Chick Hatching for Kids !!

A guide to simple incubating to give your kids a wonderful experience

By Michelle Houtz - Macaroni KID Lebanon February 8, 2024

This time of year always brings many people to me asking me about hatching eggs.  Parents who want to give their child the experience of watching those cute little chicks popping out of the eggs, teachers who want to incubate in their classrooms so the kids can experience the whole "egg to chicken" life cycle, and many others, who just want to have some fun.  So today I will dive lightly into the process of hatching chicken eggs and how to do it from start to finish!

The first thing you want to do is get a reliable incubator, and these can be bought in many places, such as Feed Mill stores, Tractor supply stores, online, (Amazon, eBay), and you can even find used ones on Marketplace.  Then you want to find fertile eggs to hatch.  That means there must be a rooster with the hens in the pen.  Buying a dozen eggs from the grocery store will not work for you.  These rarely have roosters kept with them and they will not hatch.  You can get hatching eggs from local farms, eBay, Facebook hatching groups, or if you know someone who raises chickens.  You want to store the eggs pointy side down at room temperature for no more than a week or so before incubating.  Once you have an incubator and set it up in a safe place in your home, you will turn it on for several hours before putting in the eggs.  You want to make sure the temperature is stable, at 99.5 to 100.5 degrees.  Then you add the eggs.  I put the date on mine that I added them, and the date that they should hatch, 21 days later.  You want to either put the eggs in the incubator pointy side down or on their sides, depending on your incubator.

You won't see much going on the first week.  After a week, you can start to "candle the eggs" to see if anything is developing.   Candling is looking into the eggs with a bright light, in a dark room.  A bright flashlight will work, but they also sell special candlers for this task.   At this point, after one week, you would see a dot with spider web-like veins inside the egg if it is developing.  If it's not, then you won't see anything at all, it will be pretty much clear.  I usually check again on day 10 or 12 and if it's still clear, I throw them away.  By 2 weeks, the developing embryo will turn very dark inside, and you will just see a light spot on one end.  If you look at my photos, the one with me candling the eggs shows one that is dark inside.  That egg is about 2 weeks into development.   That light spot is the air sac.  When the chick first starts to hatch, it will poke its beak into that "air sac" and be able to breathe, until it breaks the shell open.  Another thing you will notice on your incubator is that there is a small place where you can add water to regulate the humidity inside the incubator.  There are many different theories on humidity, and everyone has their opinion of humidity that works for them.  Some people keep the humidity only at 25-30% up until the last few days then increase it to 50% and others keep it at 40-50% throughout, until hatching, and then bump it up to 60-70%.  This will be something that you have to try and see what works for you.  The more water you add, the higher the humidity will be.  If your home is really dry, you may need to add more water, especially at the end, when the chick is hatching, because they do need higher humidity when hatching.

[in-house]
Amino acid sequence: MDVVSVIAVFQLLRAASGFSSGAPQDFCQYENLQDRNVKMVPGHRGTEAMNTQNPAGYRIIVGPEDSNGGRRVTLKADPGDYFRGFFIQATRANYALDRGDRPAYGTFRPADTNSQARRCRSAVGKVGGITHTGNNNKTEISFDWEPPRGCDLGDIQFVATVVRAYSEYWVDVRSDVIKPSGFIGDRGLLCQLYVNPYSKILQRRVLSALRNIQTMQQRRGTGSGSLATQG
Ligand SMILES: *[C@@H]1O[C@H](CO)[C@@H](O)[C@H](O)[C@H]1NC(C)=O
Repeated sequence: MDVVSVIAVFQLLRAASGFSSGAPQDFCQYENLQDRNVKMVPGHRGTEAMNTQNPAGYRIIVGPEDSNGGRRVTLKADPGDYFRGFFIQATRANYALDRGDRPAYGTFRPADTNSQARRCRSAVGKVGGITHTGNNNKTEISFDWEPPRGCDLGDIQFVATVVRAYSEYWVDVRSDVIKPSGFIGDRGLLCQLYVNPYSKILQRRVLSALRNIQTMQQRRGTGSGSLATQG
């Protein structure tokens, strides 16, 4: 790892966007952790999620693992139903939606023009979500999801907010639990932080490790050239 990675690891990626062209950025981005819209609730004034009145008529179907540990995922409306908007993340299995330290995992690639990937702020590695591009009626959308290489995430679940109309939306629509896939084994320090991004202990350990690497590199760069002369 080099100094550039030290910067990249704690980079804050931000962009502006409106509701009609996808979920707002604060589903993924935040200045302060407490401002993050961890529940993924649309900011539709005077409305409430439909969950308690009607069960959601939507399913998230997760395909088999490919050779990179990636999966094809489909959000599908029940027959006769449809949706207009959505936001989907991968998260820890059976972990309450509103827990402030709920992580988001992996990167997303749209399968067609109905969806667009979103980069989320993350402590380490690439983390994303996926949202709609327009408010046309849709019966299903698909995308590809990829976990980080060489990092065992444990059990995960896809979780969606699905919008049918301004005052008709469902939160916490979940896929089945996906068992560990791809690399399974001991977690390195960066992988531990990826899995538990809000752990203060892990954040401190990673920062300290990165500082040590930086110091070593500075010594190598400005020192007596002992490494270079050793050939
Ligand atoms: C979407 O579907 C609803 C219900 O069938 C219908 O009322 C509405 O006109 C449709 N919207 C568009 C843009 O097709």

So there isn't much you need to do after candling and disposing of the eggs that are not developing.  You just keep the temp and humidity stable, and wait for the chicks to hatch!  Around days 18-19, I usually bump up the humidity to keep it above 55%, and on days 20-21 the chicks should poke through the shell and start "zipping" around the shell in a circle to break the eggshell open and get out.  They will be all wet at first, and you need to leave them in the incubator to fully dry off and fluff up before removing them.  When mine hatch in the morning, I let them in until evening before taking them out.  If they hatch in the evening, I let them in overnight and only remove them in the morning.  They can stay in there for 2-3 days if need be, because the last thing they do before hatching, is absorb the yolk of the egg, and this nourishes them for 48-72 hours.  After you remove them, you need to keep them in a warm place with either a heat lamp or heat plate (I use the heat plates, as they are safer) and keep them warm.  They need to be at 100 degrees after they are first hatched. And they need heat and warmth until they are fully feathered which is several weeks.  

I hope this article helped anyone looking to hatch eggs for the first time!  Good luck with your ventures!  It is truly an amazing thing to watch, and children absolutely love seeing the chicks break out of the eggs when they hatch.  Please enjoy the photos I took of my own experience, and my grandkids Noah and Bella watching when I candled, and also collecting the eggs when they were a little younger.